Back-to-Back, Triple-Organ Transplants
In December 2018, the first back-to-back, triple-organ transplants were performed in U.S. surgical history at the University of Chicago Medical Center in Chicago, IL. Both surgeries involved 29-year-old patients in need of heart, liver, and kidney transplants. The surgeries took over seventeen and twenty hours. It was the first time a hospital has performed such complex surgeries within a one-year period.
The transplanted organs came from a single deceased donor. While finding a match for a single organ is hard enough, finding a match for three organs is an even more difficult feat. Single organ donors are much preferred for multi-organ transplants as the body is more likely to accept foreign tissue from a single source.
“We never in our wildest dreams imagined both [surgeries] would take place at virtually the same time,” said John Fung, a transplant surgeon and co-director of the UChicago Medicine Transplantation Institute. “Pulling this off can feel like trying to perform a high-wire ballet in the middle of running a marathon. But we were always confident in our patients as well as our team’s abilities.”
The University of Chicago has a history of breakthroughs in transplant surgery. Starting in 1904, Alexis Carrel, a cardiac surgeon, successfully developed a technique to join severed blood vessel ends together.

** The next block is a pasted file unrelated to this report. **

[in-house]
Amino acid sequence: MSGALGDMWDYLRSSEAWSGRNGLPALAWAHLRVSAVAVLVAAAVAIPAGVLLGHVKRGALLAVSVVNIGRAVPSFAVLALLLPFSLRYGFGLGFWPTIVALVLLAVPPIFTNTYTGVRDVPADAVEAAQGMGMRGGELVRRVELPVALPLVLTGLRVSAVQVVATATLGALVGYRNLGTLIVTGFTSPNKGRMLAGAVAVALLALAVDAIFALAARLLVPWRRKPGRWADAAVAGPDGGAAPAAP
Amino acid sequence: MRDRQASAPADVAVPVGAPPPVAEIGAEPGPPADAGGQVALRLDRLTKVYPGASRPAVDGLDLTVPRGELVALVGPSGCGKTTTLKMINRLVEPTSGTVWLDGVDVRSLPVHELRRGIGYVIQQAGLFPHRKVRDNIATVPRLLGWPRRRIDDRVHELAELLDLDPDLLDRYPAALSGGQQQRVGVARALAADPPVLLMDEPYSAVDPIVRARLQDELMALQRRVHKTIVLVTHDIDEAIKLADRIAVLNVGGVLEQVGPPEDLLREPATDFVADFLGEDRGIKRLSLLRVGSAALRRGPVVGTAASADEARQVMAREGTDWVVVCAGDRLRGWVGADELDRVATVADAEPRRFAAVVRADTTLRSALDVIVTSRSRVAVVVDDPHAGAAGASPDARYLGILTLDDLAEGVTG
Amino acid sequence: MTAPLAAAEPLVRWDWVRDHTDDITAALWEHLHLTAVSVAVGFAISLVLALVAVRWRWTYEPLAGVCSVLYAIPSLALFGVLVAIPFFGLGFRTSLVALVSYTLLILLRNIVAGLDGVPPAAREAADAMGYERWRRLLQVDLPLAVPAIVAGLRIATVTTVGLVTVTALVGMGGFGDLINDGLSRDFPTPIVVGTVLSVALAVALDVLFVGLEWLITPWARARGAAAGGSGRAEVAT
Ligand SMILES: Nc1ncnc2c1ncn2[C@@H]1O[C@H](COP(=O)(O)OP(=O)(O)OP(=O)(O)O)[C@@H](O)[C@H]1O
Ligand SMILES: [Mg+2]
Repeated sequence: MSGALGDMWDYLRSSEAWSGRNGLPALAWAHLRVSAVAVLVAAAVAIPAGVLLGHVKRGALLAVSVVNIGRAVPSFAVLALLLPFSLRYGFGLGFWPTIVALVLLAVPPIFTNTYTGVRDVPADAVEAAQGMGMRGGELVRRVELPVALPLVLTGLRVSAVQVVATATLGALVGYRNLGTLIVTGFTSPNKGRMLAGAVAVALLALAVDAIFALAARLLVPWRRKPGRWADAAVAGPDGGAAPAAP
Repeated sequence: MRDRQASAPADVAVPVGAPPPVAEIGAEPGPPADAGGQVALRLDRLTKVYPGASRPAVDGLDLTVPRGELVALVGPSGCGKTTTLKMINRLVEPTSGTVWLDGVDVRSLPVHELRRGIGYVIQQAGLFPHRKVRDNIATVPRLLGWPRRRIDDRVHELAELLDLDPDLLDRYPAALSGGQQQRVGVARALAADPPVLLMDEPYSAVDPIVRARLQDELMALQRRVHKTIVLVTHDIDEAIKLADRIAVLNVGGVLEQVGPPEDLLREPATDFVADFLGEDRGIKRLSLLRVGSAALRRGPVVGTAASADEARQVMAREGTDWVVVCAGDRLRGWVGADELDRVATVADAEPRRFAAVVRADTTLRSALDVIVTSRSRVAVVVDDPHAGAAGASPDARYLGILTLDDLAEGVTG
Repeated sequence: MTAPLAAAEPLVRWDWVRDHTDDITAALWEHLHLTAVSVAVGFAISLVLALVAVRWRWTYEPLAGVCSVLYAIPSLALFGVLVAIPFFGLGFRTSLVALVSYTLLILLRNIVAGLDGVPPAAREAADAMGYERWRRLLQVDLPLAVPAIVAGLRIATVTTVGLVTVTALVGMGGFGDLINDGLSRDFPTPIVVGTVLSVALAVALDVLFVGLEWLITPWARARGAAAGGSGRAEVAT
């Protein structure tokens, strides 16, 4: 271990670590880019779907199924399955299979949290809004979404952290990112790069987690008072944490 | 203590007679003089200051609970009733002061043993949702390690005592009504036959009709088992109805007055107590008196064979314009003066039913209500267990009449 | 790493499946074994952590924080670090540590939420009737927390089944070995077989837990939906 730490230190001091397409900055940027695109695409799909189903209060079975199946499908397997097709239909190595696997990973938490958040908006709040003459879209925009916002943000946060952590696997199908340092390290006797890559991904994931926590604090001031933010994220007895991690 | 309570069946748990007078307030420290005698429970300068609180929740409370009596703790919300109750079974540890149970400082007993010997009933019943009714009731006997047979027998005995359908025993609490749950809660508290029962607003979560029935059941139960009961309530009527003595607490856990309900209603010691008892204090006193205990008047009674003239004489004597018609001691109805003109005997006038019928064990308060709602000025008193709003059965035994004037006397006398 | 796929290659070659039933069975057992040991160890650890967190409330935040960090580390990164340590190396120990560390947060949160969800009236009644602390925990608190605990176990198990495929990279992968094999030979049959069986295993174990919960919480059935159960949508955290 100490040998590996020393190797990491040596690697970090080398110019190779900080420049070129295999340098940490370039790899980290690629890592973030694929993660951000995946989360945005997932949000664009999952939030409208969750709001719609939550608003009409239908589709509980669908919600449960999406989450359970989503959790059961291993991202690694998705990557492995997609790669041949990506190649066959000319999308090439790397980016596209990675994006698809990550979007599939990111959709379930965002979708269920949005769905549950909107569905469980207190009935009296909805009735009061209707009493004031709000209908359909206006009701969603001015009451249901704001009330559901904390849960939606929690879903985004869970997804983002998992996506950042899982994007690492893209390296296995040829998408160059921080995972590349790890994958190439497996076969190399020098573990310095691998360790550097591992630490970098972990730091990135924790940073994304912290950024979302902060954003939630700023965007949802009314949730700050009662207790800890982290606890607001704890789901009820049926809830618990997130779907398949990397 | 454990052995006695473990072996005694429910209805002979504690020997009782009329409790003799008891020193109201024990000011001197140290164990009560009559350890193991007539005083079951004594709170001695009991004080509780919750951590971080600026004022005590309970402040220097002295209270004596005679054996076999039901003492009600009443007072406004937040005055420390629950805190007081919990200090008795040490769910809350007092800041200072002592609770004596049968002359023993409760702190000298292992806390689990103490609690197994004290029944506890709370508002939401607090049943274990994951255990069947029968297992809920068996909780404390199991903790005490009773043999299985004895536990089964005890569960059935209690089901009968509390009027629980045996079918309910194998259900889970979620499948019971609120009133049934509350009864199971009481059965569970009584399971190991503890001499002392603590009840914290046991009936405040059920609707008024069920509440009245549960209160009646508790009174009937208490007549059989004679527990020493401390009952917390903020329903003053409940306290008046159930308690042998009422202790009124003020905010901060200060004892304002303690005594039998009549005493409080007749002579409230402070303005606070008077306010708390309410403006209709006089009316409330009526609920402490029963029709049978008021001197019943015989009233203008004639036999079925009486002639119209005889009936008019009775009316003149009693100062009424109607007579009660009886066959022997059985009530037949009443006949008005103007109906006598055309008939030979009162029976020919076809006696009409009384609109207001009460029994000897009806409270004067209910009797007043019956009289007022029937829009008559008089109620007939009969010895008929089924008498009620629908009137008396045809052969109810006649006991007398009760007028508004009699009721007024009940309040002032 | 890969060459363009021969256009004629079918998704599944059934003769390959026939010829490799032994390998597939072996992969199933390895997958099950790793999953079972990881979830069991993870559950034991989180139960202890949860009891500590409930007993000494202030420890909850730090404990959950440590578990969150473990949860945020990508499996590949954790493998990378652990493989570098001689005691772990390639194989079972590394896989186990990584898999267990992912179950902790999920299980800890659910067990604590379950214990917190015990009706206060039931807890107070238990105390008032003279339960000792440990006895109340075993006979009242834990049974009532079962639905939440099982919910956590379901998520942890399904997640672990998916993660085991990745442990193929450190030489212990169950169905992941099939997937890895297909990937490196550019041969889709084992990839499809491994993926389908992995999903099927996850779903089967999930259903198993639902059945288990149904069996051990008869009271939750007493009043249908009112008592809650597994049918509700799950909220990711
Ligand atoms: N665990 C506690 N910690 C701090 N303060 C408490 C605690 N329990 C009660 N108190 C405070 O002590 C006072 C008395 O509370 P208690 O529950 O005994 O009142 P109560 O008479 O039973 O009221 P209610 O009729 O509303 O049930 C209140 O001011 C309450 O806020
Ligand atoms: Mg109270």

Both surgeries followed a similar pattern, beginning with the heart transplants performed by Dr. Valluvan Jeevenandam, followed by the liver transplants by Dr. Talia Baker, and finished with the kidney transplants by Dr. Yolanda Becker.
At present, both patients remain hospitalized. They will require close monitoring in the coming year. However, the patients are optimistic about their surgeries and hope to revert to a normal life.
The United States has a long history of pioneering advancements in the surgical field. AMOpportunities invites international medical graduates (IMGs) to complete clinical rotations in an U.S. hospital environment. AMOpportunities offers rotations in Chicago where this historic transplant was performed and where you can find AMO headquarters. Check out our Chicago rotations to learn more.
Source: University of Chicago